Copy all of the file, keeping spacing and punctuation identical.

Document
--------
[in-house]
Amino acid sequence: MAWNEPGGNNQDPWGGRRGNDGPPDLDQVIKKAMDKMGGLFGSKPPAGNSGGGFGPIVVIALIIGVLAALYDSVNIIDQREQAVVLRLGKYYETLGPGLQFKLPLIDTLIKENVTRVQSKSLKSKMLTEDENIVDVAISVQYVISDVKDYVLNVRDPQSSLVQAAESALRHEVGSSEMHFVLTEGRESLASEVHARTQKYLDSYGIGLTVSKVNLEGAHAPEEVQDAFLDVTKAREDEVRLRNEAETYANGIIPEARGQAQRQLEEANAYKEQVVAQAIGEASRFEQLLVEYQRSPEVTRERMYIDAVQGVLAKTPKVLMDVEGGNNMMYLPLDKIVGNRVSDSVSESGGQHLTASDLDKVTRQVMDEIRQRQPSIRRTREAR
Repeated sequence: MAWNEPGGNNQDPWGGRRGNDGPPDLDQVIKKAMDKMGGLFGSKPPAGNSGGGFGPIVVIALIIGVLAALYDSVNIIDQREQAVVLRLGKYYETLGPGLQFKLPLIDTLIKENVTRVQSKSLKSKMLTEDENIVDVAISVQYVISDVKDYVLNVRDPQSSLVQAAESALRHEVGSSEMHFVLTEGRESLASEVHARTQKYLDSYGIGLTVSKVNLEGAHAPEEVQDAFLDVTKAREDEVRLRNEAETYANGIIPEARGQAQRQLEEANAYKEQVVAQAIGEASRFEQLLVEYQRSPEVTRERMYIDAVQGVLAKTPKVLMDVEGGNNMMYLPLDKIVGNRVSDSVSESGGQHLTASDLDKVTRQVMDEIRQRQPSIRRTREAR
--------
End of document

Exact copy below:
[in-house]
Amino acid sequence: MAWNEPGGNNQDPWGGRRGNDGPPDLDQVIKKAMDKMGGLFGSKPPAGNSGGGFGPIVVIALIIGVLAALYDSVNIIDQREQAVVLRLGKYYETLGPGLQFKLPLIDTLIKENVTRVQSKSLKSKMLTEDENIVDVAISVQYVISDVKDYVLNVRDPQSSLVQAAESALRHEVGSSEMHFVLTEGRESLASEVHARTQKYLDSYGIGLTVSKVNLEGAHAPEEVQDAFLDVTKAREDEVRLRNEAETYANGIIPEARGQAQRQLEEANAYKEQVVAQAIGEASRFEQLLVEYQRSPEVTRERMYIDAVQGVLAKTPKVLMDVEGGNNMMYLPLDKIVGNRVSDSVSESGGQHLTASDLDKVTRQVMDEIRQRQPSIRRTREAR
Repeated sequence: MAWNEPGGNNQDPWGGRRGNDGPPDLDQVIKKAMDKMGGLFGSKPPAGNSGGGFGPIVVIALIIGVLAALYDSVNIIDQREQAVVLRLGKYYETLGPGLQFKLPLIDTLIKENVTRVQSKSLKSKMLTEDENIVDVAISVQYVISDVKDYVLNVRDPQSSLVQAAESALRHEVGSSEMHFVLTEGRESLASEVHARTQKYLDSYGIGLTVSKVNLEGAHAPEEVQDAFLDVTKAREDEVRLRNEAETYANGIIPEARGQAQRQLEEANAYKEQVVAQAIGEASRFEQLLVEYQRSPEVTRERMYIDAVQGVLAKTPKVLMDVEGGNNMMYLPLDKIVGNRVSDSVSESGGQHLTASDLDKVTRQVMDEIRQRQPSIRRTREAR